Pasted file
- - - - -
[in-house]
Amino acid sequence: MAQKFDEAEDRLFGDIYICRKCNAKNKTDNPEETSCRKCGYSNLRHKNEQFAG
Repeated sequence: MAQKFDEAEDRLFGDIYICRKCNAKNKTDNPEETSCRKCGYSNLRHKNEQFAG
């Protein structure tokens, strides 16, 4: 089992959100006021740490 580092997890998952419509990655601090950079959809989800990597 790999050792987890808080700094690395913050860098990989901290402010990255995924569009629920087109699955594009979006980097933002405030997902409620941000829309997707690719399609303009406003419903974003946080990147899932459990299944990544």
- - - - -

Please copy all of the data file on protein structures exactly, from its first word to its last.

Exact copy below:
[in-house]
Amino acid sequence: MAQKFDEAEDRLFGDIYICRKCNAKNKTDNPEETSCRKCGYSNLRHKNEQFAG
Repeated sequence: MAQKFDEAEDRLFGDIYICRKCNAKNKTDNPEETSCRKCGYSNLRHKNEQFAG
């Protein structure tokens, strides 16, 4: 089992959100006021740490 580092997890998952419509990655601090950079959809989800990597 790999050792987890808080700094690395913050860098990989901290402010990255995924569009629920087109699955594009979006980097933002405030997902409620941000829309997707690719399609303009406003419903974003946080990147899932459990299944990544």